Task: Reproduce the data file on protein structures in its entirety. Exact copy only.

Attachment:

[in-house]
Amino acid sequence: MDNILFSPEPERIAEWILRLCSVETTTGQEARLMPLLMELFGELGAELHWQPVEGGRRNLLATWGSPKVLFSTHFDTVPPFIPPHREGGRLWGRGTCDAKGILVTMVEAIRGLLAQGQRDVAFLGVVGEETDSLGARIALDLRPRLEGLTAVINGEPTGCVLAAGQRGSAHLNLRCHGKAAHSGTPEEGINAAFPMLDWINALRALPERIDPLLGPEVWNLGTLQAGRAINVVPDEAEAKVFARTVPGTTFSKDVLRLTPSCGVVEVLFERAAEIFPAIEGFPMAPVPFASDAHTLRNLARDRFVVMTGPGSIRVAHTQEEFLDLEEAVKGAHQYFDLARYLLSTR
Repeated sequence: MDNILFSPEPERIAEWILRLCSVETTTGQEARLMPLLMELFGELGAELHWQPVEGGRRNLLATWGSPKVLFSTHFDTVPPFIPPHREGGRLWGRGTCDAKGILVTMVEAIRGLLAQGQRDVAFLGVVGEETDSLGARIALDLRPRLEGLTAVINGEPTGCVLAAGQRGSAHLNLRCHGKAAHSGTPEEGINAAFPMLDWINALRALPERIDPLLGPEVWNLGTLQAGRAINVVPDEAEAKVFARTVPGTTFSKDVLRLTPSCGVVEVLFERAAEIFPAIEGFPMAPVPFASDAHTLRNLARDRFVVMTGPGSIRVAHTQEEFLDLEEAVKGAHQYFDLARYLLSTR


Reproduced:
[in-house]
Amino acid sequence: MDNILFSPEPERIAEWILRLCSVETTTGQEARLMPLLMELFGELGAELHWQPVEGGRRNLLATWGSPKVLFSTHFDTVPPFIPPHREGGRLWGRGTCDAKGILVTMVEAIRGLLAQGQRDVAFLGVVGEETDSLGARIALDLRPRLEGLTAVINGEPTGCVLAAGQRGSAHLNLRCHGKAAHSGTPEEGINAAFPMLDWINALRALPERIDPLLGPEVWNLGTLQAGRAINVVPDEAEAKVFARTVPGTTFSKDVLRLTPSCGVVEVLFERAAEIFPAIEGFPMAPVPFASDAHTLRNLARDRFVVMTGPGSIRVAHTQEEFLDLEEAVKGAHQYFDLARYLLSTR
Repeated sequence: MDNILFSPEPERIAEWILRLCSVETTTGQEARLMPLLMELFGELGAELHWQPVEGGRRNLLATWGSPKVLFSTHFDTVPPFIPPHREGGRLWGRGTCDAKGILVTMVEAIRGLLAQGQRDVAFLGVVGEETDSLGARIALDLRPRLEGLTAVINGEPTGCVLAAGQRGSAHLNLRCHGKAAHSGTPEEGINAAFPMLDWINALRALPERIDPLLGPEVWNLGTLQAGRAINVVPDEAEAKVFARTVPGTTFSKDVLRLTPSCGVVEVLFERAAEIFPAIEGFPMAPVPFASDAHTLRNLARDRFVVMTGPGSIRVAHTQEEFLDLEEAVKGAHQYFDLARYLLSTR